In 2017, the South African Law Reform Commission’s (SALRC) Final Report (Project 107) on Adult Prostitution was published. The report is the result of a government-led process to review the fragmented legislative framework that currently regulates adult prostitution within the larger framework of all statutory and common law sexual offences.
It was also commissioned to ensure that South Africa complies with its international obligations under the various conventions and treaties the country has signed and ratified, including the Convention on the Elimination of all forms of Discrimination Against Women (CEDAW) and the 1949 Convention for the Suppression of the Traffic in Persons and of the Exploitation of the Prostitution of Others. The other purpose is to bring our laws in line with our Constitution and the basic rights to human dignity, equality and security of the person.
The Report proposes two draft bills: Partial Decriminalisation (where only those selling sex are decriminalised) and Total Criminalisation (the status quo in South Africa under prohibition). Notably, the Commission totally rejected full decriminalisation, taking into account the current South African context of high levels of unemployment, crippling poverty, the burgeoning numbers of migrant and illegal foreign job seekers, high levels of violence (particularly sexual violence) against women, the HIV/AIDS epidemic, drug or substance abuse, and the targeted exploitation of women engaging in prostitution by third parties, unethical police officers and sex buyers.
In anticipation of the parliamentary debate on the Report, Embrace Dignity partnered with Norton Rose Fulbright to produce an improved version of the partial decriminalisation bill contained in the SALRC Report. Our version is based on international best practice as represented in the Sex Purchase Act pioneered by Sweden in 1999 as part of an omnibus of laws to combat violence against women. The law targets the demand by criminalising the purchase of sex while those selling sex are decriminalised and supported to exit. In the twenty years since Sweden passed this pioneering law, a growing number of countries have followed suit including Norway (2009), Iceland (2009), Canada (2014), Northern Ireland (2015), France (2016), Ireland (2017), and Israel (2018).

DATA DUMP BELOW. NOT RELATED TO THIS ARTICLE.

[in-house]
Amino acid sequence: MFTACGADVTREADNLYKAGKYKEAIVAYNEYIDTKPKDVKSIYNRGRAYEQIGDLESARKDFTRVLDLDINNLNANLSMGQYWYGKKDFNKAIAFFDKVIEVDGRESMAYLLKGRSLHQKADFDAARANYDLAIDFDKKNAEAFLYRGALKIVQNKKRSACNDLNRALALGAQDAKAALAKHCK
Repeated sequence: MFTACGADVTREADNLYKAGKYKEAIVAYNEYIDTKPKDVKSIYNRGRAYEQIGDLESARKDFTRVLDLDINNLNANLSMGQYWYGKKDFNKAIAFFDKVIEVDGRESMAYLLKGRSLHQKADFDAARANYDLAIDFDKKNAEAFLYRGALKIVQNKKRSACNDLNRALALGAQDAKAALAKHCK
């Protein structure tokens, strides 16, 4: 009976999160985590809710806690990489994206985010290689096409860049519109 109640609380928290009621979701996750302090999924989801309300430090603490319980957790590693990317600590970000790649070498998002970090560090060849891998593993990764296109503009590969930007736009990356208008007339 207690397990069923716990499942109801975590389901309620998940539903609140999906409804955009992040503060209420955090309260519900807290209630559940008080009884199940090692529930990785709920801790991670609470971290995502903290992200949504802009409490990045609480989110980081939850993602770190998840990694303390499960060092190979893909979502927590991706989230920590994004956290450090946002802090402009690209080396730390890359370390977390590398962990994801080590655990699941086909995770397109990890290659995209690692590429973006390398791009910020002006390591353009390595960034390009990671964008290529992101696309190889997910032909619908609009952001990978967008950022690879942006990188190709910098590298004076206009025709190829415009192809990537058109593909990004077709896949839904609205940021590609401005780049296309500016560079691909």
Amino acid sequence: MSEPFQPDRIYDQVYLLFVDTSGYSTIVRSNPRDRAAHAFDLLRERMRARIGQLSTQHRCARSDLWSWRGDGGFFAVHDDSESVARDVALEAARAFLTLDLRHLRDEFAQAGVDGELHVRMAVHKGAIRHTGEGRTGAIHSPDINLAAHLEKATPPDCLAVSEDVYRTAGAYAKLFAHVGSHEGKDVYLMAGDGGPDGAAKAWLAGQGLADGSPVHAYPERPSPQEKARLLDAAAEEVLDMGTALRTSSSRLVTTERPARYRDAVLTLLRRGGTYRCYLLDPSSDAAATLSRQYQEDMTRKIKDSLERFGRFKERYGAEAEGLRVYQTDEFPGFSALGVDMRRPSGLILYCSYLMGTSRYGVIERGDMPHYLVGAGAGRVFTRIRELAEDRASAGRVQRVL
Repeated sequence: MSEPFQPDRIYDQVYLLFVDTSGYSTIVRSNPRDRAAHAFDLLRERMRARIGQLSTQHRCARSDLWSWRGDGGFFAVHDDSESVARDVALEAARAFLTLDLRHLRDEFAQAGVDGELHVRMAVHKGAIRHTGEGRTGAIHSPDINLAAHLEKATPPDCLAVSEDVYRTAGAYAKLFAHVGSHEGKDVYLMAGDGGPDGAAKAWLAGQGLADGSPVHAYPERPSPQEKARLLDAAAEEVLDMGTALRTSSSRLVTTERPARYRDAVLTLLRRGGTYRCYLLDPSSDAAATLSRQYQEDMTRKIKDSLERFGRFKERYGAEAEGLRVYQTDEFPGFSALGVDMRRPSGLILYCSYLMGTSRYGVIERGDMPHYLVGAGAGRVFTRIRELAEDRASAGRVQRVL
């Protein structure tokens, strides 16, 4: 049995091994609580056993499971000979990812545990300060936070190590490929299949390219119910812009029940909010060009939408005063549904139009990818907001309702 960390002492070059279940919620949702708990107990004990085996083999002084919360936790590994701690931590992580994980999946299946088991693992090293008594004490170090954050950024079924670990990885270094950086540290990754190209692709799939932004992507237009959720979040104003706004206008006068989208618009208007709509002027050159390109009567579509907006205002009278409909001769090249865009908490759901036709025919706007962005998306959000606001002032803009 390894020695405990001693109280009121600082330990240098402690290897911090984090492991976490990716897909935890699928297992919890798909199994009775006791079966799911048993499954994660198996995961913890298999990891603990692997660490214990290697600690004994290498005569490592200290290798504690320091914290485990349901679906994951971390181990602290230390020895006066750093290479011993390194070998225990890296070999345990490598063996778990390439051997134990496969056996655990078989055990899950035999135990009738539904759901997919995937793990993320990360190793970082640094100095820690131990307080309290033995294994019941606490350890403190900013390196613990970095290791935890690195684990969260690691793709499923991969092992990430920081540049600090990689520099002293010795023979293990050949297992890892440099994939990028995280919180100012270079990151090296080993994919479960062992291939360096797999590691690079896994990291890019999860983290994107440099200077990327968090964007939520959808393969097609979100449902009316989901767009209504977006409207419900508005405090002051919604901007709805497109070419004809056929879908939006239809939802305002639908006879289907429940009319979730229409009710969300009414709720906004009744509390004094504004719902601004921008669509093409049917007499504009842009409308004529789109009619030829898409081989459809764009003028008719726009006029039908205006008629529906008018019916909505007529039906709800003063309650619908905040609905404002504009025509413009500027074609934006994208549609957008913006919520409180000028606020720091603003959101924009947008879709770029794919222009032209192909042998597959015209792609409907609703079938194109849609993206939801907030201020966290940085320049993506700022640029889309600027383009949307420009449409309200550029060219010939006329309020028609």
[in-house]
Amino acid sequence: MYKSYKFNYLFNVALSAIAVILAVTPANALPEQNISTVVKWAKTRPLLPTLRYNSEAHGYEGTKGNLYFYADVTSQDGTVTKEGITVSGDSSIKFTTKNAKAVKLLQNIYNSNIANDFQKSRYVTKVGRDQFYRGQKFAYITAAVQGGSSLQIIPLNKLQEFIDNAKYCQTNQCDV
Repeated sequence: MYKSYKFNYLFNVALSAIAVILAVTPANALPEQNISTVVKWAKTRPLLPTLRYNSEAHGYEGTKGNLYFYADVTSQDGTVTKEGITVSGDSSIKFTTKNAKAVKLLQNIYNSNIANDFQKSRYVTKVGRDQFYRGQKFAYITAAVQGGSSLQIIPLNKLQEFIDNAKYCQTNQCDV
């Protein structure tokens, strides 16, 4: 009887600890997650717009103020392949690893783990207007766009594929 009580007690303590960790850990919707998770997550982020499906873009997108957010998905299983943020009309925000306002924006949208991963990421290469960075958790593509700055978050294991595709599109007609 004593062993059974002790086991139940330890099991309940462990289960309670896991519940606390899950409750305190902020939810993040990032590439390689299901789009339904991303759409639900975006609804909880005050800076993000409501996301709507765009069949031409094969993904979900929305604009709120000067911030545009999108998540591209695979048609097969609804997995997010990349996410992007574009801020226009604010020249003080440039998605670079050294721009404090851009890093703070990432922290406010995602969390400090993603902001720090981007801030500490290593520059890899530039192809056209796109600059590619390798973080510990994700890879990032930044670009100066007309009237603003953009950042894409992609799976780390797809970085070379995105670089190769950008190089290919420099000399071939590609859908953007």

This law has been called the Swedish Law, Nordic law or Sex Buyer law. It is now referred to as the Abolitionist Equality Law as it was introduced in Sweden as part of a set of initiatives to promote gender equality. It is the only law that has a coherent, understandable strategy to reduce the extent of the oppressive system of prostitution by addressing the demand.
Despite strong opposition calling for the total decriminalisation of ‘sex work’ as they call it, the international trend is leaning overwhelmingly towards the Abolitionist Equality Law, and we are proud to be driving efforts to see the passing of this law in South Africa and the rest of Africa.